Klatch Coffee‘s San Francisco location made media waves this week with its new $75 menu item, a single cup of coffee called the “Elida Natural Geisha 803 Experience.” The roasting company said it is the only one in the United States to serve the natural-process Gesha from the Lamastus Family Estates in Boquete, Panama, that fetched a record-breaking $803 per pound at auction last July. ABC fumbled through a chat with the SF location’s co-owner Bo Thiara:
Thiara believes this market is ready for $75 Panamanian coffee.
“San Francisco is one of those places where people appreciate fine stuff!”
If that’s the case, Klatch Coffee’s latest offering is the finest of the fine, at least according to Best of Panama competition.
“It’s the Oscars for coffee! Just like wine, on a scale of up to 100 this coffee got the highest rating ever!” exclaims Thiara.
The luxuriousness associated with coffee continues to inspire major brands from unrelated industries — such as Cadillac, AT&T, Capital One and even notebook maker Moleskine — to launch cafes to enhance their brand “experiences.” Luxury watch company Breitling announced the latest example of this, as Esquire reported on the opening of the Breitling Coffee House in a Jelmoli department store in Zurich:
It looks like this hybrid is split right down the middle, with half the store being your usual boutique and the other half being this industrial, retro yet modern coffee house. You can be shown the new Breitling Superoceans and then go for a drink to think over your big purchase.
Califia Farms unilaterally declared this past Thursday, May 16, to be the first National Oat Milk Day. To promote its latte-art-friendly alt-milk, the company partnered with more than 70 reputable coffee shops throughout New York, Los Angeles and San Francisco to offer free coffee drinks made with Califia Farms Oat Barista Blend. Per a press release:
“At Califia, we have products for everyone at every stage of their wellness journey that are better for people, better for the environment, and definitely better on taste. We’ve now created a line based specifically around Oat to give people more options and meet the skyrocketing demand for dairy free alternatives,” said Greg Steltenpohl, founder and CEO, Califia Farms. “By celebrating the first-ever Oat Milk Day, we hope to inspire more people to go plant-based, realize its benefits, and that dairy free can truly taste delicious.”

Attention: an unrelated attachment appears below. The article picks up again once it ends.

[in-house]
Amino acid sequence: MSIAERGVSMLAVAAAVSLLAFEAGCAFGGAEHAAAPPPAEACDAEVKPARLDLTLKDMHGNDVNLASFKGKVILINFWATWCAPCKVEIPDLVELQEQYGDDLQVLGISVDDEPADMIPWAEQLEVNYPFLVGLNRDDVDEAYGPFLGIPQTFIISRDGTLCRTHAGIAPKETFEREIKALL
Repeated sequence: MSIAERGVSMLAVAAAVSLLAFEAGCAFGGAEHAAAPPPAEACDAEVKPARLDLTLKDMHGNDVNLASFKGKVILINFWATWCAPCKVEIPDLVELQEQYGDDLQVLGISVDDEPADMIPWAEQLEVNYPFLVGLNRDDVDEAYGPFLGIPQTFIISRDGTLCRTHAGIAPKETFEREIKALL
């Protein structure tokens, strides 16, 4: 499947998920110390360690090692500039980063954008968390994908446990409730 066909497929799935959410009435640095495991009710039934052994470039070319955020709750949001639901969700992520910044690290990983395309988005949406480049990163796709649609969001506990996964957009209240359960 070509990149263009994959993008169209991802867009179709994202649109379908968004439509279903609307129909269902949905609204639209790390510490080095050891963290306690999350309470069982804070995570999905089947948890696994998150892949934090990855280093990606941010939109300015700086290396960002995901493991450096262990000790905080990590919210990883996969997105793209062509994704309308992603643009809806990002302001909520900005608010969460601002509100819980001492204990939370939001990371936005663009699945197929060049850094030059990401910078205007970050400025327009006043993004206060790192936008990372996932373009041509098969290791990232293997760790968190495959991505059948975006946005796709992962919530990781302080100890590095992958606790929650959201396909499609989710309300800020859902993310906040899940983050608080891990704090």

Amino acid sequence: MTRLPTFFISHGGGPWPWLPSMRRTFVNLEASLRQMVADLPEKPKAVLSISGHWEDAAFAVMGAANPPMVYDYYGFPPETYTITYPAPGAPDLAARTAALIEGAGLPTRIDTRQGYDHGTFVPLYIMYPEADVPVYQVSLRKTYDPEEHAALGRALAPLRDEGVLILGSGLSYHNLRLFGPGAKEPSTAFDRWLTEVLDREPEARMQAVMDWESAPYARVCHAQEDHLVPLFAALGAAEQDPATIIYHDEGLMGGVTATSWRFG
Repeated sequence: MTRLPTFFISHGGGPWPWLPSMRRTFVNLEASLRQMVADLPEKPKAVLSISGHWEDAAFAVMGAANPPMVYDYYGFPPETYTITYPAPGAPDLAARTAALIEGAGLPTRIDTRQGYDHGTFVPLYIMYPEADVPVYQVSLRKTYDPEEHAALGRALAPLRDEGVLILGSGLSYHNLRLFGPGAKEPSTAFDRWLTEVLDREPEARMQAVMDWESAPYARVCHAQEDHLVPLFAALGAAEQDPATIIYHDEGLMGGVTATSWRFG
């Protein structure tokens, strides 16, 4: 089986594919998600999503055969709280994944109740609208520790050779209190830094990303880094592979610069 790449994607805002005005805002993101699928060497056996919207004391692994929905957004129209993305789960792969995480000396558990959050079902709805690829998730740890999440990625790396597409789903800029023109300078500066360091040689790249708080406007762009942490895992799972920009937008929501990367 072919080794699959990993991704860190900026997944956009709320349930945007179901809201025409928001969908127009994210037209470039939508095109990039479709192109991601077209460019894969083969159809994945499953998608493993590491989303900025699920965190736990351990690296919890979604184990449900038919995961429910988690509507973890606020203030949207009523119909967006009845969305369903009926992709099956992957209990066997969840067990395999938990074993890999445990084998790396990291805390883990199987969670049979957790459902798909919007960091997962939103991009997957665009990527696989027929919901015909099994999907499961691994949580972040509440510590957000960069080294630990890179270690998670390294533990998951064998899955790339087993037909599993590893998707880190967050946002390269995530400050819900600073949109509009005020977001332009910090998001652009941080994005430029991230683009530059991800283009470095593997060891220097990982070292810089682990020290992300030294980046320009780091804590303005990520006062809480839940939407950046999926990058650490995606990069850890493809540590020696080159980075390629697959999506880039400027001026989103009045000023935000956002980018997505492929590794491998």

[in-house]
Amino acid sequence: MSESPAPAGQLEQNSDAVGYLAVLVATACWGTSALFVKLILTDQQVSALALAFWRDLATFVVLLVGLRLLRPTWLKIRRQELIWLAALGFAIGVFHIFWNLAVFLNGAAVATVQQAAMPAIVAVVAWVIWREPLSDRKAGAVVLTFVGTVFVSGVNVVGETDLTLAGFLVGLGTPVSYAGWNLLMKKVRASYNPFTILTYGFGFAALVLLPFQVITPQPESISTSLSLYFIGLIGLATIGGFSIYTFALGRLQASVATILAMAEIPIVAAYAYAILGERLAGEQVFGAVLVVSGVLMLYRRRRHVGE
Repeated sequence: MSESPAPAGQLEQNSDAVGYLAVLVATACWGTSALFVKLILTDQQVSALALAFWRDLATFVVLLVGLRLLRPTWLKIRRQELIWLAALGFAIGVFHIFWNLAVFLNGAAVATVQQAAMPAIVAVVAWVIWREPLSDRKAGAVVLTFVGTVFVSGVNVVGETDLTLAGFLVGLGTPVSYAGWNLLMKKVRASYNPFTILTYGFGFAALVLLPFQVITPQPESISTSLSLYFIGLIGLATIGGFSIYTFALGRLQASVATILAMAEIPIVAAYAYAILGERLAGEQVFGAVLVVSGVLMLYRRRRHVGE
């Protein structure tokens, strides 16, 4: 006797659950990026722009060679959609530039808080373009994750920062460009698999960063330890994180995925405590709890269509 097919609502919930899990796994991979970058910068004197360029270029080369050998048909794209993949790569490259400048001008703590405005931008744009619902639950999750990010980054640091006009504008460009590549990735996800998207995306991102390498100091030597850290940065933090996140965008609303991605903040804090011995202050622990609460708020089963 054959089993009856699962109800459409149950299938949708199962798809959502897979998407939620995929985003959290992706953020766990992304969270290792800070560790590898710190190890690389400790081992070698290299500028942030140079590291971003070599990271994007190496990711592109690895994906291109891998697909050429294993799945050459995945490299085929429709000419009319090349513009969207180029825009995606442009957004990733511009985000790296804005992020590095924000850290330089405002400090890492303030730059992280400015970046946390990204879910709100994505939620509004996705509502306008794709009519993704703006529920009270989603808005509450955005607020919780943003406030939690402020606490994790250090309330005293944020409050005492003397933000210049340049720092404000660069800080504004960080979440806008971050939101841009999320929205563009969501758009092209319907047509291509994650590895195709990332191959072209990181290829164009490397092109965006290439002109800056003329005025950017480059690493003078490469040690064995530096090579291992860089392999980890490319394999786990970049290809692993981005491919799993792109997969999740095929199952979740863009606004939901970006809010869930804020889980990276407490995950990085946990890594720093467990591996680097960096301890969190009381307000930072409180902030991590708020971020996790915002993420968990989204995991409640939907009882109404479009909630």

North of the border, Canada-based nondairy milk company Happy Planet is also making oat-based moves behind the bar with a newly launched Barista Edition oat milk. HP Marketing Director Kyle Marancos told DCN that the company collaborated with trainers and Q Graders from multiple roasting companies before settling on the final product: available through wholesale distributors on both U.S. coasts, or for $4.49 per 32-ounce carton retail. From Happy Planet:
“The movement towards sustainable food options is not a quick-passing food trend,” says Rex Sheehy, President of Happy Planet. “Our consumers feel increasingly passionate about taking care of our planet, and we as a brand share that passion. Our oats are grown using seven times less water than almond or cow’s milk and our products are packaged in cartons made of plants, making Happy Planet the best choice for the planet.”